In June 2015, Morgan Stanley issued its own corporate Green Bond10, which ultimately helped finance seven different projects promoting the development of renewable energy and energy efficiency. Several of Morgan Stanley’s Green Bond transactions have included notable industry landmarks, including the first-ever corporate Green Bond and the first-ever U.S. university green bond11. These actions contributed to Morgan Stanley winning an Achievement in Corporate Social Responsibility Award last year12.
While Morgan Stanley and other businesses have made strides in creating opportunities for businesses focused on solving climate change issues and for investors focused on generating social profit as well as financial returns, there remains a large gap in funding for the projects necessary to shift us to a low-carbon infrastructure. Capital providers like Morgan Stanley as well as peer finance organizations will need to increasingly generate opportunities to match investors seeking to support environmentally friendly causes with those companies that can execute projects against those goals. In closing, I wanted to leave you with one question about the role of for-profit, private capital providers like Morgan Stanley. Does Morgan Stanley not only have a responsibility to create programs like the Institute for Sustainable Investment but also to self-select out of traditionally profitable parts of its business that help fund projects that work against solving climate change issues?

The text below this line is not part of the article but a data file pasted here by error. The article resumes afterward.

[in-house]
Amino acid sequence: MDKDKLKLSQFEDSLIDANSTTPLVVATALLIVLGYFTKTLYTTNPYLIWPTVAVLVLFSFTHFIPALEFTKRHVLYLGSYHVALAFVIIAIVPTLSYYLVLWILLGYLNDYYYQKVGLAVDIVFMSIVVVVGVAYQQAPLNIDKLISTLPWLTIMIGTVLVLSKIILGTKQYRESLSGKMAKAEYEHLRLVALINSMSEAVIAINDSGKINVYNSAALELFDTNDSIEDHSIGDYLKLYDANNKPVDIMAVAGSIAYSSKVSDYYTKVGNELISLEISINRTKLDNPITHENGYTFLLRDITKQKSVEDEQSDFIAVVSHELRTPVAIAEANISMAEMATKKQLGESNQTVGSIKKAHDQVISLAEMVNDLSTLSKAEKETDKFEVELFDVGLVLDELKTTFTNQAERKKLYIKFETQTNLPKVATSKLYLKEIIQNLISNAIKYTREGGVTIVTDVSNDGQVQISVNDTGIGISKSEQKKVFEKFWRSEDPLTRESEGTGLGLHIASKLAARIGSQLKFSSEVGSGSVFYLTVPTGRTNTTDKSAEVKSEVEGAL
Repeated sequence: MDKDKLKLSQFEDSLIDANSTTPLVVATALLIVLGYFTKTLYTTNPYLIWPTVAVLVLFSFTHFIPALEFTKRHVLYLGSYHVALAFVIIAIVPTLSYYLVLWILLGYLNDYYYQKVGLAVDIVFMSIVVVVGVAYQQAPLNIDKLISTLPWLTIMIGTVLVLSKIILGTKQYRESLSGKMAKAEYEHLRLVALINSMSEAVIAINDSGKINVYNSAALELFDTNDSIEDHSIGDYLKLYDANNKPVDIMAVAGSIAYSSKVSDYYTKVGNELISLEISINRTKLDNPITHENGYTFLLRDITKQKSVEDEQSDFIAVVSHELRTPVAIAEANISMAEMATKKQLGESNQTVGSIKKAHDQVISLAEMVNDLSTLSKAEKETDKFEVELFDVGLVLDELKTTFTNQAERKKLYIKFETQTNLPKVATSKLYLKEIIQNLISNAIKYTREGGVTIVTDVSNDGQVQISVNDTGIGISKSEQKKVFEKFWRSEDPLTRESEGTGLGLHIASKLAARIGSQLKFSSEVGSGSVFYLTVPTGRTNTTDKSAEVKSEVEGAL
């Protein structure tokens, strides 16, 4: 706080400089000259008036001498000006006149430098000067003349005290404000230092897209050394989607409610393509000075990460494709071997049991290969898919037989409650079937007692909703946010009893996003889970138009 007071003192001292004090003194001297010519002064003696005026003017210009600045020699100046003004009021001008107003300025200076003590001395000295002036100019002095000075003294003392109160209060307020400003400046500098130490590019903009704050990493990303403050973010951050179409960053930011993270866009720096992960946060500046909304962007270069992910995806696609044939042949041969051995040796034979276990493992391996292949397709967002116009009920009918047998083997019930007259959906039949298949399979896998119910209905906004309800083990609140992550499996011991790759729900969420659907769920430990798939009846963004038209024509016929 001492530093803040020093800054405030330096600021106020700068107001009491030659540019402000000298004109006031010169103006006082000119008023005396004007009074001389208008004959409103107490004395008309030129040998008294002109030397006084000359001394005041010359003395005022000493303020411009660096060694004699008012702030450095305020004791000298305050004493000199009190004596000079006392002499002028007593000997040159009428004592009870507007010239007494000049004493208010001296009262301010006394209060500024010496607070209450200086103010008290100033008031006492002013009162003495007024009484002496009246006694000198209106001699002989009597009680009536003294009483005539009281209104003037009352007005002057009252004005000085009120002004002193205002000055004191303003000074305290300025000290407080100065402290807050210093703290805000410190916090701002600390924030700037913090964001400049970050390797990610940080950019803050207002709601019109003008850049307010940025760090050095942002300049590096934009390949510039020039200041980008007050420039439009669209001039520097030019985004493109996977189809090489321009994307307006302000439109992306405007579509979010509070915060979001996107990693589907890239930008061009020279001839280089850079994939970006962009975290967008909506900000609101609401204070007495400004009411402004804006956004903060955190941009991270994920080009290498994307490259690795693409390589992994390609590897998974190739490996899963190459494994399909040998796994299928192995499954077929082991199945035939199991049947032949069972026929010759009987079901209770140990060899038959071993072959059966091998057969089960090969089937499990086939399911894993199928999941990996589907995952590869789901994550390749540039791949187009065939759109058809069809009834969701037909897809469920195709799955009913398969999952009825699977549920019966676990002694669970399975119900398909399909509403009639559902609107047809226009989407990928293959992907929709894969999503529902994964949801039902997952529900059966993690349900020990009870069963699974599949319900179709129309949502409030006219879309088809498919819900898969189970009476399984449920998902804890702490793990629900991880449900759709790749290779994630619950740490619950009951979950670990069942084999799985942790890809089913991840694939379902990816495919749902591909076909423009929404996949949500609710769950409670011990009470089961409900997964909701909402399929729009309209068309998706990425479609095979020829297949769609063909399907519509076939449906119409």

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1 EPA – Climate Change Science. 2016. Causes of Climate Change. [ONLINE] Available at: https://www.epa.gov/climate-change-science/causes-climate-change. [Accessed 4 November 2016].
2 Harvard Business School Business & Environment Initiative. 2016. Climate Change & Business. [ONLINE] Available at: http://www.hbs.edu/environment/resources/climate-change-101/Pages/Climate%20Change%20and%20Business.pdf. [Accessed 4 November 2016].